For Party in the Park the New Cross Commoners and the New Cross Community Survey will organize a mapping workshop on collectivizing needs. Through a series of trigger questions and materials to create maps, we will engage in open discussions to rethink our needs and their nature.
Are our needs really personal and individual as we often perceive them? Can we deal with those needs collectively? What are the multiple and collective possibilities of engaging with those needs that seem at first sight monolithic and uniform? (e.g. “I need money…”)
We will deal with the question of needs in a playful way, in line with the atmosphere of Party in the Park, and engaging with participants throughout the whole day.
Notes from a map we made of “What’s missing in New Cross”:
A massive communal sound / visual trip theme park instead of sainsbury’s park // A swimming pool where Laurie Grow Bath is, now the building is owned by Goldsmiths but it used to be a public bath and it should become public again. // A bath house – skip pool – saunas – hot tub – recycled wood // A 24 hour craft – art – workshop space // Run New Cross as a collective commune // A New Cross family farm // A community chicken backyard to get eggs // Clean public compost toilets // A bridge over the main road with a garden on the top // Tobacco growing // Schenkladen – free shop // Protection on rent – rent cap – good housing for everyone // Free education // A place for cultural encounters and exchanges // A free community space with kitchen, toys, books, sofas and a brewing set // Cheap good beer // Co-operative cafes // A free cinema // Fun fairs // Bauwagens // A community tool shared workshop // Access to goldsmiths library for local people // Commitment based work sharing // Open herb garden allotment useful plants for medicine culinary – Container growing – Recycling, make it yourself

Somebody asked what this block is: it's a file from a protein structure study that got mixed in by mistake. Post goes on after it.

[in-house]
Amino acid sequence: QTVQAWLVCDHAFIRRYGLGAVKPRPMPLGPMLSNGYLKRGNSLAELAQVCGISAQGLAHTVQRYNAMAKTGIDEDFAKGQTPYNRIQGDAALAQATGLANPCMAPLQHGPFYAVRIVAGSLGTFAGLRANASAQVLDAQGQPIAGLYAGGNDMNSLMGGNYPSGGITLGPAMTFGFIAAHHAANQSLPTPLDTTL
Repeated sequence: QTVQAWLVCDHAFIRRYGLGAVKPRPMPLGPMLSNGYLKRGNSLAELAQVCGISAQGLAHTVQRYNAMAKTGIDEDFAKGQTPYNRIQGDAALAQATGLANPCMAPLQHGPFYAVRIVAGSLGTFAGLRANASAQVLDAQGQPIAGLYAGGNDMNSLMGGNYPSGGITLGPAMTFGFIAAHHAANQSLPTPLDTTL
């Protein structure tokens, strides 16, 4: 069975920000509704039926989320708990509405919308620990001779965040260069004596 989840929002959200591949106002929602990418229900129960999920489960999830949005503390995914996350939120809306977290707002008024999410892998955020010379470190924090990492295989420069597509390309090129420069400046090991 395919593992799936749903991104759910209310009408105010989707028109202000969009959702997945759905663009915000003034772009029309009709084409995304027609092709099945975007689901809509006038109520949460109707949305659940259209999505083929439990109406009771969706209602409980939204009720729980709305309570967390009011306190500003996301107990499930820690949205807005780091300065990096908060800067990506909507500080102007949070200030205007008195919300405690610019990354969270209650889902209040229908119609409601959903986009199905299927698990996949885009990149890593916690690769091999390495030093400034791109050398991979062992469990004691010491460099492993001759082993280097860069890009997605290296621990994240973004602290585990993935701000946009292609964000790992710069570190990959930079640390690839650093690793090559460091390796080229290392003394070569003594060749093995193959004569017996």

Anti-gentrification people’s kitchen in New Cross
From the mapping at Party in the Park some of us organized came out the idea of bringing together different collectives active in the neighbourhood to join forces and organize a New Cross people’s kitchen.
A people’s kitchen has the danger of becoming an agent of gentrification when attracting cool young people and excluding many other less “cool” who would not feel taking part in it.
To be anti-gentrification the people’s kitchen should be far away from a hipsters’ kind of kitchen. The people’s kitchen format should be used in New Cross to get local communities together. The idea would be to invite different communities to cook together with us, to have different kinds of food each time, e.g. Somali, Spanish, Caribbean, and so on, in order to build relationships with those communities.
We would not simply recycle / skip food, cook it and eat it, we would also organize each time activities that could go from film screenings + discussion, to presentations and workshops, so that the people’s kitchen could become a convivial moment to speak together about issues and topics concerning us, the neighbourhood, the invited communities, about ongoing and future campaigns…
Also, it would be good to integrate into the people’s kitchen a food bank without shame and without charity: the food, cooked and uncooked, that will be left over will be taken away by whoever needs it.
So, with this people’s kitchen we would do much more than just reducing waste food in New Cross, it would be a way for the different self-organized collectives of New Cross to get together and join forces, for us to get in contact with and get to know local communities, to share and discuss issues and concerns in convivial settings, to fight poverty without making charity, to create alternative possibilities for people (us!) to sustain their lives collectively, to give ourselves tools to fight gentrification and the privatization of the neighbourhood, and of our lives, by planning social and political change collectively and from below.